Workers at Church's Chicken, Pizza Hut, and Checkers can now getexpedited pay as U.S. restaurants grapple with a labor shortagethat's not showing any signs of abating.

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Restaurant chains are pulling out all the stops to attract andretain cooks and cashiers amid persistently low unemployment. Thelatest move: same-day and next-day paychecks. Starting in June,eight Church's Chicken restaurants will offer employees half oftheir earned pay the day after their shift. The test will gaugewhether the 50 percent is enough for workers, and the idea is toroll it out more widely going forward. It's not a loan, and thereare no fees.

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“It will give the employee the chance to get spending moneyquicker,” Church's CEO Joe Christina said in an interview. “Somepeople just can't wait two weeks to get paid.”

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With an accelerating economy and the U.S. jobless rate at a49-year low, restaurants are hurting. The dining industry isgrowing increasingly desperate to attract and keep qualityemployees, and simply raising wages isn't always enough. That's whythey're getting creative with hiring parties, text-messagerecruiting, and signing bonuses. McDonald's Corp. is even goingafter senior citizens to flip burgers.

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Labor is “the number-one item” discussed among management,Christina said. “In all my years, it's the toughest labor marketthat I can remember.”

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Restaurants are being squeezed as fewer teens enter theworkforce and higher minimum wages go into effect in parts of theU.S. Also, higher pay for lower-skilled workers at companies suchas Amazon.com, Walmart, and Target are making it more difficult forrestaurants to compete for talent.

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Atlanta-based Church's reached into the city's northern suburbsto hire another company, Instant Financial, to offer the perk.Church's and sister brand Texas Chicken have more than 1,500 storesworldwide.

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Venture capital-funded Instant Financial also works withBloomin' Brands Inc.—the parent of Outback Steakhouse—and recentlyadded Checkers & Rally's Restaurants as customers. InstantFinancial CEO Steve Barha said that the tight labor market has madeinstant pay “almost a requirement” over the past year for thedining industry.

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On average, restaurant employees take out $28 with his company'sservice after working, Barha said. Instant Financial doesn't chargeany fees to workers but rather makes money by charging the employerfor the service.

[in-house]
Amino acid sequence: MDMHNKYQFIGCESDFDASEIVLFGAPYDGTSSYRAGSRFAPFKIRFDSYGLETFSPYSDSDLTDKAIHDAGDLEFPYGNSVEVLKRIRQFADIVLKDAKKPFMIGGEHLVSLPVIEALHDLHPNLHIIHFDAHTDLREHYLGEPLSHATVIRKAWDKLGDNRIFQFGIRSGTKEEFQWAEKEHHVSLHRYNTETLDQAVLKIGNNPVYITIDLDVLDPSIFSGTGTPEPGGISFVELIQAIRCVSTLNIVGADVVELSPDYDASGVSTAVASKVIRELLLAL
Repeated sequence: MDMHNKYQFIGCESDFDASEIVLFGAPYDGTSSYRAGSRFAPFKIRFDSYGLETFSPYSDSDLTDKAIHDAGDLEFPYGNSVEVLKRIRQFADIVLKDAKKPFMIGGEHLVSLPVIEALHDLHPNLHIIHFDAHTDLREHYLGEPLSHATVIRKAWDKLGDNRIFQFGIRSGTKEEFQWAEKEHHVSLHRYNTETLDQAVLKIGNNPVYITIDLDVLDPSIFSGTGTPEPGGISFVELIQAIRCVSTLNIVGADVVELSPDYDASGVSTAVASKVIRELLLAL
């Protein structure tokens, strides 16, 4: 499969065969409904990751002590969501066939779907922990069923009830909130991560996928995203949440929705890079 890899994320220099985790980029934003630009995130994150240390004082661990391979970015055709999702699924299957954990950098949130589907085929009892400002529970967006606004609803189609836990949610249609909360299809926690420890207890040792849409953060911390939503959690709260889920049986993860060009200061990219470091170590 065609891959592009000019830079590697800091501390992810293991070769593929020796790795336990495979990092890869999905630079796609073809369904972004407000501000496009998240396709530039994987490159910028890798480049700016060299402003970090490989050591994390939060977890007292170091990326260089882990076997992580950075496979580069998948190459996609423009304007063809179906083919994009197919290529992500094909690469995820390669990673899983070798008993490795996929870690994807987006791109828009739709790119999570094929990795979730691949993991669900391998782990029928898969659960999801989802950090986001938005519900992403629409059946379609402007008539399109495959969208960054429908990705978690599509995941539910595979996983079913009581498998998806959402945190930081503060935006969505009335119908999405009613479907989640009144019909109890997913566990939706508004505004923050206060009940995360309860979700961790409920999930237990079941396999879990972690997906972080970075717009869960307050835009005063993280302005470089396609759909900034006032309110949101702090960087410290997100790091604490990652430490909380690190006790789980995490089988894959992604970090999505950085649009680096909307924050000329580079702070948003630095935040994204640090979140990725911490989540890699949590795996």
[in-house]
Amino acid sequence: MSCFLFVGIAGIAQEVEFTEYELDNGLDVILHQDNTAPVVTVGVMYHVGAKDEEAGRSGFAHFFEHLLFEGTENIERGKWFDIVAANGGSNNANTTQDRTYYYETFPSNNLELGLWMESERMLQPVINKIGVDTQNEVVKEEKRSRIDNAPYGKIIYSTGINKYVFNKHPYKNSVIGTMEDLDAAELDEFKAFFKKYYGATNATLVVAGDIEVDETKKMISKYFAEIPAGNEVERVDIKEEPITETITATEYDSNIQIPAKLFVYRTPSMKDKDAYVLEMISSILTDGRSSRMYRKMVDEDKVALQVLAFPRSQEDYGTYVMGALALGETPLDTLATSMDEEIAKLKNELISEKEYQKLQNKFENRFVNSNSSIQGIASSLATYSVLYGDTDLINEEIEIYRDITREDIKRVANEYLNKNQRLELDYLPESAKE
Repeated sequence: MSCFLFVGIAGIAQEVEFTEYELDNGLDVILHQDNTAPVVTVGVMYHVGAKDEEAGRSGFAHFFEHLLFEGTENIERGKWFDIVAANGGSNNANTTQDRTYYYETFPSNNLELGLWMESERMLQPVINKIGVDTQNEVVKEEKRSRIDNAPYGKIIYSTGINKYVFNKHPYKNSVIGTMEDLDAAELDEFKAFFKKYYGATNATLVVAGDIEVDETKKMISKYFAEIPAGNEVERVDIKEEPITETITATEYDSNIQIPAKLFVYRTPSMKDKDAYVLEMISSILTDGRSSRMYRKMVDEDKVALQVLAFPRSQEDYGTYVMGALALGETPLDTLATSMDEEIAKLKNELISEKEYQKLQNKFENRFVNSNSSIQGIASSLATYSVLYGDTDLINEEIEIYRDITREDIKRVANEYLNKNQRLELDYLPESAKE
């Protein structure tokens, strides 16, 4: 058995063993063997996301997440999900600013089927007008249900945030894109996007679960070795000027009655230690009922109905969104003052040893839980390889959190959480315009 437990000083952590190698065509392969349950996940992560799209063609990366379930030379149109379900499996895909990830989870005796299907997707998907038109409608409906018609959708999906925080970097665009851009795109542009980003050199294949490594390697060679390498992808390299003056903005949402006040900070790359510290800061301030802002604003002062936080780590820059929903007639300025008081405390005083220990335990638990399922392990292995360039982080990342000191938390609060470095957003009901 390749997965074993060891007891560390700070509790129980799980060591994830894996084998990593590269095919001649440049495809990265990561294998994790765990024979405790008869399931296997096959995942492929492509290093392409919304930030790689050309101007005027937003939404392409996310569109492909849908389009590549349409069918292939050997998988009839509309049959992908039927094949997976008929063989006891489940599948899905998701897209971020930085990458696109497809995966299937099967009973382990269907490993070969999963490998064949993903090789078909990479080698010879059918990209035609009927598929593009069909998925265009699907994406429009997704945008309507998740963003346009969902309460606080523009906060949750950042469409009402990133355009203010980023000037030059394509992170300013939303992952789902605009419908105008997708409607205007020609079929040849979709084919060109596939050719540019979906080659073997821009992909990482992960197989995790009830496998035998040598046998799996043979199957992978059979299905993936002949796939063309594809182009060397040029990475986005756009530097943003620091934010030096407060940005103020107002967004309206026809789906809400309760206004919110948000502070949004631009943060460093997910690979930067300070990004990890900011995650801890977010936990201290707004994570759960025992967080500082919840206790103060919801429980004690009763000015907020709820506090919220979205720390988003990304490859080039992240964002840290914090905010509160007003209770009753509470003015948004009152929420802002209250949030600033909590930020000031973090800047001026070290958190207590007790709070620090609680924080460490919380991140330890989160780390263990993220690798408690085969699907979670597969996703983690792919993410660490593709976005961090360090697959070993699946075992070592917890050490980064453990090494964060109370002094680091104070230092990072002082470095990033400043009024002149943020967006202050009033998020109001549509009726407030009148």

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The majority of working adults are living paycheck to paycheck,according to a recent survey from thenonpartisan research organization NORC at the University ofChicago. The study found that 51 percent of Americans wouldn't beable to cover necessities without dipping into savings if theymissed more than one paycheck.

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That's why Pizza Hut franchisee Erik Bittner is consideringwhether to mention the perk in the ads he uses to attract deliverydrivers as he competes for their services with Uber TechnologiesInc. and Lyft Inc. He added the benefit in March through the BranchMessenger Inc. mobile app.

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“The expectation in the future from employees is going to bethey want their pay now,” said Bittner, a partner at BittnerRestaurant Group, the owner of 12 Pizza Huts in Pennsylvania. “'Whydo I have to wait two weeks?'”

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Branch, which also provides its service to Taco Bellfranchisees, charges a flat fee of $3.99 for workers to get up tohalf of their wages the same day they worked, and offers three-daytransfers for free. The Minneapolis-based startup has seen 150percent growth among restaurant employees since introducing theearly-wage part of the app in September.

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Most Branch early-pay users are spending the fast cash ontransportation, groceries, and unexpected bills, Branch CEO AtifSiddiqi said. Expedited pay can “help keep employees happy.”

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Meg Waters

Meg Waters is the editor in chief of Treasury & Risk. She is the former editor in chief of BPM Magazine and the former managing editor of Business Finance.